The news comes as a shrinking workforce and changing values about work-life balance in Japan have meant companies are increasingly found responsible for workplace-related suicide.
Toyota City's labour standards officials had been investigating the 2017 suicide of a Toyota Motor employee, a spokesman at the automaker confirmed to Reuters.
"It's true that the labour authority determined it was a workplace injury, but we cannot comment further as discussions between representatives are ongoing," the spokesman said.
Daily newspaper Mainichi Shimbun, which was the first to report the officials' conclusion, said that the employee's supervisor had called him an "idiot" said he was "better dead".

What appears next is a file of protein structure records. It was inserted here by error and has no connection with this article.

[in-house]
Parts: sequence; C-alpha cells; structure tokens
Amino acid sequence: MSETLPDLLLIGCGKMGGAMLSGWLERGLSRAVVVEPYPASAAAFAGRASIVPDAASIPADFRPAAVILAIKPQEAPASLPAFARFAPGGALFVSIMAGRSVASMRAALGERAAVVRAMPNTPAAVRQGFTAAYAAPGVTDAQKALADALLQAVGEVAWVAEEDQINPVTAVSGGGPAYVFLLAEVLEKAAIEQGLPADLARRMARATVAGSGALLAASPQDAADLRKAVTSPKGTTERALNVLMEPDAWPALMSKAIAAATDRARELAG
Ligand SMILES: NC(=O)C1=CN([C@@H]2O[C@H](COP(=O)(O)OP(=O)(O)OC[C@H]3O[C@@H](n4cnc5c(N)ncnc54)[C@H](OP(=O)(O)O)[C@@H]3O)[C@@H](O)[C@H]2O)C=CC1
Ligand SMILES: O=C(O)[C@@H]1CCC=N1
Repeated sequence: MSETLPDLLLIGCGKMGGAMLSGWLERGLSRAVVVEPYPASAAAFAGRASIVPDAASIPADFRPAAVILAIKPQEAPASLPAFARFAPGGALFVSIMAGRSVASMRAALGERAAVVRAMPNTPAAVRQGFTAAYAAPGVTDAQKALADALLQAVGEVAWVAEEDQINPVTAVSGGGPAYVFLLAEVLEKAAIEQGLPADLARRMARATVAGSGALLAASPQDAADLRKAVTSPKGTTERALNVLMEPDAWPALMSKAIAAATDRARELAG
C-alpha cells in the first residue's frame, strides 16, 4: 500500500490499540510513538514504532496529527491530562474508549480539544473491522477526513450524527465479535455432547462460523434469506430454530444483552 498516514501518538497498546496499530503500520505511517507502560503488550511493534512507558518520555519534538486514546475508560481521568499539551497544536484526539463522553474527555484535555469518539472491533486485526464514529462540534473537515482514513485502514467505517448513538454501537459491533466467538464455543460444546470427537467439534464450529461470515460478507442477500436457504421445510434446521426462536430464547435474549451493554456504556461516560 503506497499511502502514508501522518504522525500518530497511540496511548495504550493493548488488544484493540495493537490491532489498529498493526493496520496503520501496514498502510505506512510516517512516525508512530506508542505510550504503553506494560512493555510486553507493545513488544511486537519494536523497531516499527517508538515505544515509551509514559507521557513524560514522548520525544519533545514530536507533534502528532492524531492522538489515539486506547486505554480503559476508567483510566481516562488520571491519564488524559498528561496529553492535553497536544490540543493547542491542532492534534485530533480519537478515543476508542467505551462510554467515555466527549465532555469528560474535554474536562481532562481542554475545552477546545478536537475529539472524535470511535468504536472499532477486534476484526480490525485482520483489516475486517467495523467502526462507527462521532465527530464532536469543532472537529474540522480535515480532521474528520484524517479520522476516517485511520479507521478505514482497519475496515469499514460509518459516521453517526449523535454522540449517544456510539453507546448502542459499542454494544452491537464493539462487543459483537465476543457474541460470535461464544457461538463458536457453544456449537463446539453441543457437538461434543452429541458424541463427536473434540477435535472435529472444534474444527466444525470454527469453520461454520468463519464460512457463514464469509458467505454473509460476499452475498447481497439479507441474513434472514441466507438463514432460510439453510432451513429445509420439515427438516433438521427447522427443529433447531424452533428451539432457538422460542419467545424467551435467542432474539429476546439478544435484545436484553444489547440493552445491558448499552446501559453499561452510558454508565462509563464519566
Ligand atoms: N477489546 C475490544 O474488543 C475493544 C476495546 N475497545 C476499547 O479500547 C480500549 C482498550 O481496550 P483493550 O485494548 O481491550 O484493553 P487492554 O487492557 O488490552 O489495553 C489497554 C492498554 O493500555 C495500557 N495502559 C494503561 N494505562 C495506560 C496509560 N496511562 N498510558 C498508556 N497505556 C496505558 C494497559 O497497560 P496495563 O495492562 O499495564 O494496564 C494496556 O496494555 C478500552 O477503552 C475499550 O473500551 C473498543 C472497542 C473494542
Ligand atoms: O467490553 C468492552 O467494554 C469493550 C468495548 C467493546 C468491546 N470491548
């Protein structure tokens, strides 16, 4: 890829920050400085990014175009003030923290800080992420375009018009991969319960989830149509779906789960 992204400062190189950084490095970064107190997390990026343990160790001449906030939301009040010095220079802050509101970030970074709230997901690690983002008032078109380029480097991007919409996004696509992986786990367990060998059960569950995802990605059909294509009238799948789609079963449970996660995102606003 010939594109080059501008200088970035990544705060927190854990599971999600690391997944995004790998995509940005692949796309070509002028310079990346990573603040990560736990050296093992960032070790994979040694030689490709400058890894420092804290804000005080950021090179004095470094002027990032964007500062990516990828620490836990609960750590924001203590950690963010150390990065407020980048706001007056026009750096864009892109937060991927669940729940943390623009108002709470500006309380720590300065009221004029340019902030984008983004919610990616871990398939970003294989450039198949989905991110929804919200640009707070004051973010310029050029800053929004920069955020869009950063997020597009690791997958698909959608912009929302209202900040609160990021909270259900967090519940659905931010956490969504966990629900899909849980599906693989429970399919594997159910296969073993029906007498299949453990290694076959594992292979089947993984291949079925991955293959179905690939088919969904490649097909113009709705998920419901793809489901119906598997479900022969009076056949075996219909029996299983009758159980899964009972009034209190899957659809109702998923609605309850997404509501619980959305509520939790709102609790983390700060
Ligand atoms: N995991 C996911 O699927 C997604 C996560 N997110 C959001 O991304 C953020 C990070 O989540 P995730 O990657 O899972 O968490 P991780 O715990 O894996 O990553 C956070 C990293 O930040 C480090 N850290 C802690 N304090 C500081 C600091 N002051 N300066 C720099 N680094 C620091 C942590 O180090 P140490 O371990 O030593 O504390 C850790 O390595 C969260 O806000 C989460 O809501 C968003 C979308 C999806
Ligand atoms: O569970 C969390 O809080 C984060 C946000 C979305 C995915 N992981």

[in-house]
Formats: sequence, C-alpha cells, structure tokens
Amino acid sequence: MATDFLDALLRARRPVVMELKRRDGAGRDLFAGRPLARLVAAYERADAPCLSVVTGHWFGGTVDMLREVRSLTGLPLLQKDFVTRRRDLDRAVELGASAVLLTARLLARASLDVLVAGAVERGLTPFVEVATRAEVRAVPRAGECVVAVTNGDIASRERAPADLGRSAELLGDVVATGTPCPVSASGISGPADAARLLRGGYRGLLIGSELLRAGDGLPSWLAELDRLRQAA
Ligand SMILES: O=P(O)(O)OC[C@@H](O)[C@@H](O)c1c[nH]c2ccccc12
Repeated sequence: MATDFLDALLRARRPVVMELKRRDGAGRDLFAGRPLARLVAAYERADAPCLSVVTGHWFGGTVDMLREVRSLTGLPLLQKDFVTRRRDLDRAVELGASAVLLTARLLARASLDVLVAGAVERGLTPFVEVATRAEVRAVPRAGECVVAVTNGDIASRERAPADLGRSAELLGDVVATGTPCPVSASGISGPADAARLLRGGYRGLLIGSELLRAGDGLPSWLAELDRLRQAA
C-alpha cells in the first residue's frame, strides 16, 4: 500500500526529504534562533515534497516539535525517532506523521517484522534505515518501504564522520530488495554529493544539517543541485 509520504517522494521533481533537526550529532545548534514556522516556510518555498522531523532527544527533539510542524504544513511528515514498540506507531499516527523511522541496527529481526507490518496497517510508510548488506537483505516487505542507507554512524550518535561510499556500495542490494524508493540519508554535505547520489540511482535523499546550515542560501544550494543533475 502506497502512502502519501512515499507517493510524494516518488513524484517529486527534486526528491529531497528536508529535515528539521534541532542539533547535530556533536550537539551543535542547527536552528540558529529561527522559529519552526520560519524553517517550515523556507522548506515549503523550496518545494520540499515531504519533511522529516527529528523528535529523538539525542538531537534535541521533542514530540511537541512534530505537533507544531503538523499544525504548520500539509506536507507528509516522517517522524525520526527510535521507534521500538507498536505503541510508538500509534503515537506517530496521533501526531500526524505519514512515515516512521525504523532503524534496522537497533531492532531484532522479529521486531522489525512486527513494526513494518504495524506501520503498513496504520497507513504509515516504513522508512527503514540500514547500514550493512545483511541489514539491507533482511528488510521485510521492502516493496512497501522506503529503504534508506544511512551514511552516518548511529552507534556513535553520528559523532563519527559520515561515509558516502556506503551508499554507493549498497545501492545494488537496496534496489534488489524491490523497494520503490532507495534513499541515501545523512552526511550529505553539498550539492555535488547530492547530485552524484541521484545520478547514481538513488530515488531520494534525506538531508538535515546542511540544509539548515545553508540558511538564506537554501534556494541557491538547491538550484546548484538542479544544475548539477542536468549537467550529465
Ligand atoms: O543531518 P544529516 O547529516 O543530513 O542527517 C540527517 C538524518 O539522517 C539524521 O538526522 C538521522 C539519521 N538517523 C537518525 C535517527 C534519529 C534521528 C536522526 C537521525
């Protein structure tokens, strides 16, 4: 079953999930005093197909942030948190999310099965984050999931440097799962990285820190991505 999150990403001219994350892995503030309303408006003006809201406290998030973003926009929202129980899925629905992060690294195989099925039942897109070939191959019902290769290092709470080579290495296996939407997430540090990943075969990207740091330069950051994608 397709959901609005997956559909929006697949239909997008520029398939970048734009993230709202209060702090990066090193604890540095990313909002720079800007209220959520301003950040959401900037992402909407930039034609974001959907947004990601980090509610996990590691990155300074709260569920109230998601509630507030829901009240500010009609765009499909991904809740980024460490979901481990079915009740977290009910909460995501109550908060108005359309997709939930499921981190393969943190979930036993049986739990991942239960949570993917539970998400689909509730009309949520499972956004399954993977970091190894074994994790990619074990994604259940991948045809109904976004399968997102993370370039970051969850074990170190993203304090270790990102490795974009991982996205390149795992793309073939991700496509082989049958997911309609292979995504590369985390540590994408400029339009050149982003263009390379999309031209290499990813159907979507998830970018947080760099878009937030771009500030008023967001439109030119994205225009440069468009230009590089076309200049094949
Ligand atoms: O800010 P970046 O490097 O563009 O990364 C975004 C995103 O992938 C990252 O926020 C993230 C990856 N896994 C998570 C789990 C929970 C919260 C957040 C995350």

The worker committed suicide in a company dormitory at the age of 28, the newspaper reported. The worker's family plans to sue the automaker, the newspaper said.
Labour officials declined to confirm their decision to Reuters, saying they could not comment on individual cases.
Prime Minister Shinzo Abe has been pushing to improve workplace practices in favour of workers' rights, with issues such as parental leave increasingly in the spotlight.
(Reporting by Takashi Umekawa; Editing by Ritsuko Ando and Christopher Cushing)